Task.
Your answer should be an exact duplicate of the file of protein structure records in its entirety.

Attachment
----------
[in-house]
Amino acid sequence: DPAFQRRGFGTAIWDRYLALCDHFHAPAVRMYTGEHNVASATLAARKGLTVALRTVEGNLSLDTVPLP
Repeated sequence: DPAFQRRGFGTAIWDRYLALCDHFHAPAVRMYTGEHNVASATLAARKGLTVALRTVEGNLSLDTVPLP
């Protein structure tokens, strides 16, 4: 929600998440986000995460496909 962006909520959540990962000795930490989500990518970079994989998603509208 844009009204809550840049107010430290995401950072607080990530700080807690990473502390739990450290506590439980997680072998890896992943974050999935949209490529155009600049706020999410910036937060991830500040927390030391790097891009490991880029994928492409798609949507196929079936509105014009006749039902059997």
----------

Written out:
[in-house]
Amino acid sequence: DPAFQRRGFGTAIWDRYLALCDHFHAPAVRMYTGEHNVASATLAARKGLTVALRTVEGNLSLDTVPLP
Repeated sequence: DPAFQRRGFGTAIWDRYLALCDHFHAPAVRMYTGEHNVASATLAARKGLTVALRTVEGNLSLDTVPLP
């Protein structure tokens, strides 16, 4: 929600998440986000995460496909 962006909520959540990962000795930490989500990518970079994989998603509208 844009009204809550840049107010430290995401950072607080990530700080807690990473502390739990450290506590439980997680072998890896992943974050999935949209490529155009600049706020999410910036937060991830500040927390030391790097891009490991880029994928492409798609949507196929079936509105014009006749039902059997």